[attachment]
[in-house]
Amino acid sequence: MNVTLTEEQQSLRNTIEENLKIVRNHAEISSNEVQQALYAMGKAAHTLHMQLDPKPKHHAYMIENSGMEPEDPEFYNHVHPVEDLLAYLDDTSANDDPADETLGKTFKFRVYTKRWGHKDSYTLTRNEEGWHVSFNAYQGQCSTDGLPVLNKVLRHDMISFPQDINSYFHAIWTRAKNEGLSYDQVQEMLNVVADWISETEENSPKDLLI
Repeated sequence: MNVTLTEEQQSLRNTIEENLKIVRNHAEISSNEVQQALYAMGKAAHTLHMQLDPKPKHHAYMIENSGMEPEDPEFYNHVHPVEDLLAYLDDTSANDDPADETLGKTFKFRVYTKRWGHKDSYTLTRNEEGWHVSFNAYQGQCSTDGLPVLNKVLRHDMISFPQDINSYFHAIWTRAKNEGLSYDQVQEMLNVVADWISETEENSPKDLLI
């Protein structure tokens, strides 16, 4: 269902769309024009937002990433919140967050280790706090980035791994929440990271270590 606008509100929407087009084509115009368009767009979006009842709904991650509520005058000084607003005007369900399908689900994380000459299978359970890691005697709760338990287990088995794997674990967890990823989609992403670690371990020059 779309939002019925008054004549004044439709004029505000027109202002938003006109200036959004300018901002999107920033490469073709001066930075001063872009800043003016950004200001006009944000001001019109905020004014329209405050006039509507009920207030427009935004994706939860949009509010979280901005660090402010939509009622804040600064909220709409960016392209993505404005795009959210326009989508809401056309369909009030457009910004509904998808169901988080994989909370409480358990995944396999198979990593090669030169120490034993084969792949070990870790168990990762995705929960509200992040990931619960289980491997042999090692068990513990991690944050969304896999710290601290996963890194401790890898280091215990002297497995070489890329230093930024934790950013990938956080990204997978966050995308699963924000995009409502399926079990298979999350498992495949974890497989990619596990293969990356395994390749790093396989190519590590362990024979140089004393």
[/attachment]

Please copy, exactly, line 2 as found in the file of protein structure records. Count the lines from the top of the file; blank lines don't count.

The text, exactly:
Amino acid sequence: MNVTLTEEQQSLRNTIEENLKIVRNHAEISSNEVQQALYAMGKAAHTLHMQLDPKPKHHAYMIENSGMEPEDPEFYNHVHPVEDLLAYLDDTSANDDPADETLGKTFKFRVYTKRWGHKDSYTLTRNEEGWHVSFNAYQGQCSTDGLPVLNKVLRHDMISFPQDINSYFHAIWTRAKNEGLSYDQVQEMLNVVADWISETEENSPKDLLI